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Red Book of Westmarch

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"I shan't call it the end, till we've cleared up the mess." — Sam
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The name Westmarch refers to more than one character, item or concept. For a list of other meanings, see Westmarch (disambiguation).
Red Book of Westmarch by Jeff Reitz

The Red Book of Westmarch (sometimes Red Book of the Periannath) is the book in which the Legendarium of Middle-earth was written. It is bound in red leather.


[edit] History

The first Red Book was written as a diary by the Hobbit Bilbo Baggins and recounted his quest for Erebor, which he called There and Back Again. Within it, he compiled Elven lore while he retired to Rivendell (Translations from the Elvish) where he gave it to Frodo.

Frodo organized Bilbo's manuscript and used it to write down his own quest during the War of the Ring. The title page has many titles, some crossed out:

My Diary. My Unexpected Journey.
There and Back Again.
And What Happened After.
Adventures of Five Hobbits.
The Tale of the Great Ring,
compiled by Bilbo Baggins from his own observations and the accounts of his friends.
What we did in the War of the Ring.

(as seen by the Little People; being the memoirs of Bilbo and Frodo of the Shire,
supplemented by the accounts of their friends and the learning of the Wise.)
Together with extracts from Books of Lore translated by Bilbo in Rivendell.

The book contained Bilbo's translations of Elven legends from the Elder Days, and various Hobbit poems. A lot of background information on the realms of Arnor, Gondor, and Rohan was added to it by Peregrin Took and Meriadoc Brandybuck from their contacts in Rohan and Gondor. Other material was provided by King Elessar.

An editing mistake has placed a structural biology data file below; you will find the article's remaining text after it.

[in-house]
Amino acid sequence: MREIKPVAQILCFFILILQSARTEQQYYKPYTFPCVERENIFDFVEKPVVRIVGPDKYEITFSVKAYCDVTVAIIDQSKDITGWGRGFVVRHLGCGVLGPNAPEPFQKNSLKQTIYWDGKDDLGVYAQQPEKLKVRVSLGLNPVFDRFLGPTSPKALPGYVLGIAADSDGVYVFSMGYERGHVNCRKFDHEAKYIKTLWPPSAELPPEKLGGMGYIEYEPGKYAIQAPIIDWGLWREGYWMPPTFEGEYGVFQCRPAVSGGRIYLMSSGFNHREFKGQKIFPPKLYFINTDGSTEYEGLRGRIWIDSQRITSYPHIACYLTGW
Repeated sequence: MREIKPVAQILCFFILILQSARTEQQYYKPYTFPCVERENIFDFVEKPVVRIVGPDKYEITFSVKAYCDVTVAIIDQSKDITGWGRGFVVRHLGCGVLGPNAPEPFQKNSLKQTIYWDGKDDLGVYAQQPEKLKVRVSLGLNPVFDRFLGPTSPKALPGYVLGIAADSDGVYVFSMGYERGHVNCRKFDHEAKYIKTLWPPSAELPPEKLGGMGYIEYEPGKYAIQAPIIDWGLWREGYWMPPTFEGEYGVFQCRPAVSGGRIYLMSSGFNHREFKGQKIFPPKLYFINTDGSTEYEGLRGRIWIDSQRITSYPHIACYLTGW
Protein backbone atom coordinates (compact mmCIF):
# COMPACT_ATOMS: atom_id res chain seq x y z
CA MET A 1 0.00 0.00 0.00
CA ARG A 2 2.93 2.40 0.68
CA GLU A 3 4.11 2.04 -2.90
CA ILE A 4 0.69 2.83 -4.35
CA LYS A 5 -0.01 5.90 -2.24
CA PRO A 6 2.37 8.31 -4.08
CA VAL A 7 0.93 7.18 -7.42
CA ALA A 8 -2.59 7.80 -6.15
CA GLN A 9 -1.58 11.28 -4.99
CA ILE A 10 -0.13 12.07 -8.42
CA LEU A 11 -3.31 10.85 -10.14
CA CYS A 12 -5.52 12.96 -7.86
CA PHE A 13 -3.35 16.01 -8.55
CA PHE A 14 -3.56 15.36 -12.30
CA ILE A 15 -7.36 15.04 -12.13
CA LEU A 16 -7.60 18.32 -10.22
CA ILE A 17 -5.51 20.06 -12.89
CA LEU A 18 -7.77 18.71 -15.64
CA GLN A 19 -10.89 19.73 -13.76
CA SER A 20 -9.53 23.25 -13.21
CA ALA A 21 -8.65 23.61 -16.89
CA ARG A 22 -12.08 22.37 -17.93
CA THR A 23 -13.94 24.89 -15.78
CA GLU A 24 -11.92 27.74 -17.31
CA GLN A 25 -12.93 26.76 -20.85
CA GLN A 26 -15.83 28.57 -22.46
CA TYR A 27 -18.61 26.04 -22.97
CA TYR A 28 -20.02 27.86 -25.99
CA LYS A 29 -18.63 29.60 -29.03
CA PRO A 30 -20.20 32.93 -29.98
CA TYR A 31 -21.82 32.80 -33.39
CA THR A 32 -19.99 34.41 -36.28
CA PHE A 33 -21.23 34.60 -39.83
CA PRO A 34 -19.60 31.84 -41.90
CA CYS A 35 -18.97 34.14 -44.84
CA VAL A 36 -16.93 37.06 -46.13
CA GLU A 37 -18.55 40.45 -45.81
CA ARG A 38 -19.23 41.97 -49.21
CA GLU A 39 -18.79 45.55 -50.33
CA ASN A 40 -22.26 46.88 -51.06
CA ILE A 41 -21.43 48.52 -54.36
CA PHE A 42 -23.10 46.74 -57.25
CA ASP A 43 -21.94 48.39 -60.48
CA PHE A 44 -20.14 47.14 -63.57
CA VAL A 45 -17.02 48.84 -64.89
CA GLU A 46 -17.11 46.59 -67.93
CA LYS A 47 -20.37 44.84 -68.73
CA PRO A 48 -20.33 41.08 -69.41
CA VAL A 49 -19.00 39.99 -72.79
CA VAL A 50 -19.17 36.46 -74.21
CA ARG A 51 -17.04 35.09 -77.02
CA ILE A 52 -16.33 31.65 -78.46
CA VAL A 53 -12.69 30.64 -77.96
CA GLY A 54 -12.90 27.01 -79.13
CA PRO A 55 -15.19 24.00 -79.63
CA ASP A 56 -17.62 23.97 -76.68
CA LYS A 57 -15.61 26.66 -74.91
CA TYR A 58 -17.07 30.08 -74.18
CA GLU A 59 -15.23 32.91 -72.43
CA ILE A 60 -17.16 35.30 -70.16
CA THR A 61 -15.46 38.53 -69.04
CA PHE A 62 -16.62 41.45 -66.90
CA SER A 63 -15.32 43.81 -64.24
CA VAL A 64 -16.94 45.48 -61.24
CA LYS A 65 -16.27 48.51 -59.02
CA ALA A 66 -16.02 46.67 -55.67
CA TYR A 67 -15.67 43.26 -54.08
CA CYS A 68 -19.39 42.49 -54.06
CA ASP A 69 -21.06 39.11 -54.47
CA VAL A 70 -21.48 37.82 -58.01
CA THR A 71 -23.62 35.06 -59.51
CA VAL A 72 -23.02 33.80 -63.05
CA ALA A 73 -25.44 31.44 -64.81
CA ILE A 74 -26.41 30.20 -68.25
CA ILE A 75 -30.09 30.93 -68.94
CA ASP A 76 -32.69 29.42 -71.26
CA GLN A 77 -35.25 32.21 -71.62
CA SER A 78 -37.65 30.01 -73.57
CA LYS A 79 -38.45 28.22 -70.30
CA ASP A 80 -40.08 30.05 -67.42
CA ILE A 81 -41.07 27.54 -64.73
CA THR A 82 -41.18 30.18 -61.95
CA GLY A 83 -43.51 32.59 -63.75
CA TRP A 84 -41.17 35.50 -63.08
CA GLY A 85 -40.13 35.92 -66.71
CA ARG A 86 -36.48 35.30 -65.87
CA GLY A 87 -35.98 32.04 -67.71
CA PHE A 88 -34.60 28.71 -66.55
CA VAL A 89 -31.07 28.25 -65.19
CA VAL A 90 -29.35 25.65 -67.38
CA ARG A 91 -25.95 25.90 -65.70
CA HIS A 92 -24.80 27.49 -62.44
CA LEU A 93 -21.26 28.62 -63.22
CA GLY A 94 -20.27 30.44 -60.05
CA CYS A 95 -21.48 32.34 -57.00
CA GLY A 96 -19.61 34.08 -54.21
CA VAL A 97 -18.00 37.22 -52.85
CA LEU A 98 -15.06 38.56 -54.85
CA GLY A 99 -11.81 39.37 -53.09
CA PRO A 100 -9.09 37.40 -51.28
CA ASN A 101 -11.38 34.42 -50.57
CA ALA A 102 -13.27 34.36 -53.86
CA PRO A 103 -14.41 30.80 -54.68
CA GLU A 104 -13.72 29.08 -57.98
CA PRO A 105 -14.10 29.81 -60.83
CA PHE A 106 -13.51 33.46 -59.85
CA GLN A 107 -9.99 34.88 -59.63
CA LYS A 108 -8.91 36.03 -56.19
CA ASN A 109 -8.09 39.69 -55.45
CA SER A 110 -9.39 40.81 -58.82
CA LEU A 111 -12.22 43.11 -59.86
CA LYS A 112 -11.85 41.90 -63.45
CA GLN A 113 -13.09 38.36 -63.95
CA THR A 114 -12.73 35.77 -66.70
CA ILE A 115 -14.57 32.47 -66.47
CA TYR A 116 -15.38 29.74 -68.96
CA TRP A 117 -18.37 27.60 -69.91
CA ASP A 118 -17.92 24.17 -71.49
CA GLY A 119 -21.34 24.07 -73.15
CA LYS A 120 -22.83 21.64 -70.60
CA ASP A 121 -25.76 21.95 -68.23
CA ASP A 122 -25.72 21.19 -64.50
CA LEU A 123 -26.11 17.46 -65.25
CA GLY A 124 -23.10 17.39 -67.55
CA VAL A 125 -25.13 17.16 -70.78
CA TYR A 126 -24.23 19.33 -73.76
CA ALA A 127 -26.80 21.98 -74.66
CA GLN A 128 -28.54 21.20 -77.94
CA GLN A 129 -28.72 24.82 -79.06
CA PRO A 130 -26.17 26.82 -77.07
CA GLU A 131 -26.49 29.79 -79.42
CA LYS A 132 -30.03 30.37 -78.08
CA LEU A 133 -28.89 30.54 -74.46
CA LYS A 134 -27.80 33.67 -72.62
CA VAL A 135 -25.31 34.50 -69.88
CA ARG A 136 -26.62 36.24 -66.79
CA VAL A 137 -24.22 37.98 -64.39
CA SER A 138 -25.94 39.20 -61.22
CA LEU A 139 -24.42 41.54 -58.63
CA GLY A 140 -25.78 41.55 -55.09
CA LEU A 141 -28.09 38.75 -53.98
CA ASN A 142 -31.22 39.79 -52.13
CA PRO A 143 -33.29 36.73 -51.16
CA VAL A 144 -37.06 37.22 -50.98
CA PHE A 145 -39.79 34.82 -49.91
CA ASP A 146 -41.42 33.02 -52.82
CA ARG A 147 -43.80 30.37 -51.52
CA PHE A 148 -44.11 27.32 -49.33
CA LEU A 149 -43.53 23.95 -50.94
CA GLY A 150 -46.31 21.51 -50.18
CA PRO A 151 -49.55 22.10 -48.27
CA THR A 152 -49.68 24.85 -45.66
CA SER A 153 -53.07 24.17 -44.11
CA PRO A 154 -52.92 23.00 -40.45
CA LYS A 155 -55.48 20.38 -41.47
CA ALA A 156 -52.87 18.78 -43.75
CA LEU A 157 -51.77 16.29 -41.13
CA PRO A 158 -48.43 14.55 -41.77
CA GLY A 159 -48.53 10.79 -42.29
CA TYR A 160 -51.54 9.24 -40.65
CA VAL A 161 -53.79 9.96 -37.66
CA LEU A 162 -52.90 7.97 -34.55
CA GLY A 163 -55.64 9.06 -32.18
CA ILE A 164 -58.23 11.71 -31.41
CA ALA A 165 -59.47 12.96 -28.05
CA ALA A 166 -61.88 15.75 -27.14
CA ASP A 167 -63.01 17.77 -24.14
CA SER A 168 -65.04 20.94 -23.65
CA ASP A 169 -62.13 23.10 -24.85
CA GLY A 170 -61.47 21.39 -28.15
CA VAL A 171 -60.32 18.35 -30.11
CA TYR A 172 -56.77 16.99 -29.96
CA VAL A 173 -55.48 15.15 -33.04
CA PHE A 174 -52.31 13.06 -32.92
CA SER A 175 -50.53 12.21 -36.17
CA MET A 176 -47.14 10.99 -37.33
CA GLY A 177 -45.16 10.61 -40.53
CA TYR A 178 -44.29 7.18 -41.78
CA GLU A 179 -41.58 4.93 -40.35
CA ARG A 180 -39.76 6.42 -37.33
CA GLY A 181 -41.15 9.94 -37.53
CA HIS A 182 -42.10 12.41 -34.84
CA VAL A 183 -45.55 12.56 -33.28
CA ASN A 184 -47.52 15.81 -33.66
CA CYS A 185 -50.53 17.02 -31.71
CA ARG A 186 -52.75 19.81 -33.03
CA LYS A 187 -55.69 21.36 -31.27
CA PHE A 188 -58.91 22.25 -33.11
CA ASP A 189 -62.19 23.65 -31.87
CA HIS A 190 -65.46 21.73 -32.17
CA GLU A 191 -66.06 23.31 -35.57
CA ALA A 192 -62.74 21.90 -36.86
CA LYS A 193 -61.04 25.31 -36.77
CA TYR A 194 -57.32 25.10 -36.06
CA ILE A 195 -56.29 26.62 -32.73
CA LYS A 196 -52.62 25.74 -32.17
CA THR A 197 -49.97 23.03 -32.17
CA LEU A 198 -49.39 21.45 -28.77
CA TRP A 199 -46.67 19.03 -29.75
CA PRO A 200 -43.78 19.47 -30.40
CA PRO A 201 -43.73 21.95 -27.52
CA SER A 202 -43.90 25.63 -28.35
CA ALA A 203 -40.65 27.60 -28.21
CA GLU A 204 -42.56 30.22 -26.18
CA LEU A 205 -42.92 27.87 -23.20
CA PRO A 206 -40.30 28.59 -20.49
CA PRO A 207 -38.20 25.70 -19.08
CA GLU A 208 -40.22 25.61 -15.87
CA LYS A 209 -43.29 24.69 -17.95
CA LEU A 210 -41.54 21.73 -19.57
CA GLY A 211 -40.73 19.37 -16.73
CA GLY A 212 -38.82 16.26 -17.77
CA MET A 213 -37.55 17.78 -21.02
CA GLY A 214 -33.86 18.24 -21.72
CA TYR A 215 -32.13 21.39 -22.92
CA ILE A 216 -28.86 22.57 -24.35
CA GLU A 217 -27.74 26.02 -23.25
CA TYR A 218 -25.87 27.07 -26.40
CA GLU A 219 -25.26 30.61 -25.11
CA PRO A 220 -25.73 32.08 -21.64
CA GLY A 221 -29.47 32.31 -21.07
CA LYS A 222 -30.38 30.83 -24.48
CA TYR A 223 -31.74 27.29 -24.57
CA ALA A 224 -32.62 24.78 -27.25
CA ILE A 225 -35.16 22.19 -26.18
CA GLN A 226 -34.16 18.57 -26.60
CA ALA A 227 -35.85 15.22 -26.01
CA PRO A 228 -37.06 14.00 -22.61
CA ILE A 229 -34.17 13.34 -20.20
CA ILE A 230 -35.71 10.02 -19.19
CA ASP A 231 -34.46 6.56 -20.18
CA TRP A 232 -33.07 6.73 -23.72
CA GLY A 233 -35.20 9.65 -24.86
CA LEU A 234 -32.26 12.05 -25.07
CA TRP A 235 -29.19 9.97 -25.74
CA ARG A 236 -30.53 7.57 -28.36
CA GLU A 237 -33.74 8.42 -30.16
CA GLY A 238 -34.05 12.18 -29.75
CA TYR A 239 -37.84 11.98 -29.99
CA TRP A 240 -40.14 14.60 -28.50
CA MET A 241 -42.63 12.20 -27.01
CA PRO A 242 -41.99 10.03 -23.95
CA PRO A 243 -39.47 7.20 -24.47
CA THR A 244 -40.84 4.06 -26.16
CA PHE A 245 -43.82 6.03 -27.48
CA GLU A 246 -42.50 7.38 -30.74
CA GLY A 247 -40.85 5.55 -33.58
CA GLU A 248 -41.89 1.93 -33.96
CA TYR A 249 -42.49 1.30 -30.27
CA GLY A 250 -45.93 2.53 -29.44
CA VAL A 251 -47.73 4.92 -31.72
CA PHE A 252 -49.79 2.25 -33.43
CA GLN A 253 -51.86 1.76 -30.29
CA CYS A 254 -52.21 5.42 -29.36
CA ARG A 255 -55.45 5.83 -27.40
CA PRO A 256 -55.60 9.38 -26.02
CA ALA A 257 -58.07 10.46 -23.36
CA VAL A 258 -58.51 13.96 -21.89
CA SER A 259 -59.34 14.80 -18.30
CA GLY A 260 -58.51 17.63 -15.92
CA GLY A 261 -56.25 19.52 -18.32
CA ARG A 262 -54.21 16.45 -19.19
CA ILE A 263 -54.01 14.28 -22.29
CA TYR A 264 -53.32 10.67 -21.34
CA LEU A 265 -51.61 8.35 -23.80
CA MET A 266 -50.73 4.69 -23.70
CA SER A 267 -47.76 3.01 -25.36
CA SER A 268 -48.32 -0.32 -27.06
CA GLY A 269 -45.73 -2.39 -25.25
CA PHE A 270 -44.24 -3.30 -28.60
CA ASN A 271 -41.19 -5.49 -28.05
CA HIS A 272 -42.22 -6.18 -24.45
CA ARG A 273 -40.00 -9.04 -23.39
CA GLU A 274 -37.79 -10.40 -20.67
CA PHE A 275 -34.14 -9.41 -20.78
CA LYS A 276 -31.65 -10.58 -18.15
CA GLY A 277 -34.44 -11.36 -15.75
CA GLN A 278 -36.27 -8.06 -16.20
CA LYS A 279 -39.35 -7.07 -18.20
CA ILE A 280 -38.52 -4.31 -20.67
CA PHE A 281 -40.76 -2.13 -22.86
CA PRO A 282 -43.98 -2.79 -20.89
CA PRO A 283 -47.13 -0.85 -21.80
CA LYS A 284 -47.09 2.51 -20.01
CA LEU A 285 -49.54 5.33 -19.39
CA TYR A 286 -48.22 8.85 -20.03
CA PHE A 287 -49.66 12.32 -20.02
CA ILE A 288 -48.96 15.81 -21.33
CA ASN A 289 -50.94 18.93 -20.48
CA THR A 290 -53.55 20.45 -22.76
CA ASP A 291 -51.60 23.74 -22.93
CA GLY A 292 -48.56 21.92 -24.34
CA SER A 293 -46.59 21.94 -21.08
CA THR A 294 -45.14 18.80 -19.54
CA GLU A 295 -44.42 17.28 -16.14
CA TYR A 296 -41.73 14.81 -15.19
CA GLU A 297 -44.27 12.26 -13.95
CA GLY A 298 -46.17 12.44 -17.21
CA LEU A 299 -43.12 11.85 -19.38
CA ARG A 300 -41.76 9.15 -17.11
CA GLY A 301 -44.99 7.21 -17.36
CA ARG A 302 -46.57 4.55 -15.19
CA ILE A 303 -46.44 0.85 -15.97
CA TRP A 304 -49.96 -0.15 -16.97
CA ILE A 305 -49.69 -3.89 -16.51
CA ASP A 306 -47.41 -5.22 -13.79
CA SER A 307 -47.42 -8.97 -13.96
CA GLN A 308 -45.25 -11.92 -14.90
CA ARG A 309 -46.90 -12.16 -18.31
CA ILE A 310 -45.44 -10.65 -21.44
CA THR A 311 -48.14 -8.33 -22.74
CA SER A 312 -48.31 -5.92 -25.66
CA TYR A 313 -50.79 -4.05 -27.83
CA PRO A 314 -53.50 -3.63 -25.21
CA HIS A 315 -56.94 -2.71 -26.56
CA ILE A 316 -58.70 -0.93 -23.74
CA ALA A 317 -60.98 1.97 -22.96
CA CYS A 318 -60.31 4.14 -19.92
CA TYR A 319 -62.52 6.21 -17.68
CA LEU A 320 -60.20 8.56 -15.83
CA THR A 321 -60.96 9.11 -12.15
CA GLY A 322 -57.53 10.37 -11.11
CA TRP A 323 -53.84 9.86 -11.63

After Bilbo and Frodo left for Valinor, the Red Book passed into the keeping of Samwise Gamgee, the Mayor of the Shire. He left the book to his eldest daughter, Elanor Fairbairn, and her descendants (the Fairbairns of the Towers or Wardens of Westmarch).

The original book was formed from Bilbo's private diary, and attached to it, in a single red case, were three large volumes bound in red leather. There was a fifth volume containing commentaries, genealogies, and various other matter concerning the hobbit members of the Fellowship. Several copies, with various notes and later additions, were made and copies were passed on to future generations, of which one, the "Thain's Book", is the most important.

The original version of the Red Book contained the story of Bilbo's journey as it originally stood: thus, Gollum willingly gives the One Ring to Bilbo, and there is no trace of the Ring's hold over Gollum. Later copies of the Red Book also contained, as an alternative, the true account (based on notes by Frodo or Sam), in which Bilbo comes across the Ring by accident.

In the first edition of The Fellowship of the Ring, Tolkien's foreword claimed he had translated the Red Book from the original Westron into English, and that claim is still implied in later editions of The Lord of the Rings, notably in Appendix F, part II "On Translation". It therefore must be supposed that copies of the book survived through several Ages. Tolkien says nothing about how he gained access to one or more copies of the Red Book and how he learned Westron and other languages of Arda.

[edit] Inspiration

"But most of all he [Tolkien] found delight in the Fairy Books of Andrew Lang, especially the Red Fairy Book, for tucked away in its closing pages was the best story he had ever read. This was the tale of Sigurd who slew the dragon Fafnir: a strange and powerful tale set in the nameless North."
J.R.R. Tolkien: A Biography, p. 22

Tolkien's inspiration for this repository of lore was the real Red Book of Hergest, the early 15th century compilation of Welsh history and poetry that contains the manuscript of the Mabinogion. Bound (and rebound) in red leather, in the Bodleian Library, Oxford, the manuscript was well known to Tolkien.

[edit] Portrayals in adaptations

2001: The Lord of the Rings: The Fellowship of the Ring:

In the extended edition, Bilbo is writing in the book (working on the prologue) in Bag End. It reappears in Rivendell, where he shows it to Frodo.

2003: The Lord of the Rings: The Return of the King:

Frodo entrusts the book to Samwise just before he leaves Middle-earth.

2012: The Hobbit: An Unexpected Journey:

As part of the framing of the movie, Bilbo starts the writing of the book.

[edit] Weblinks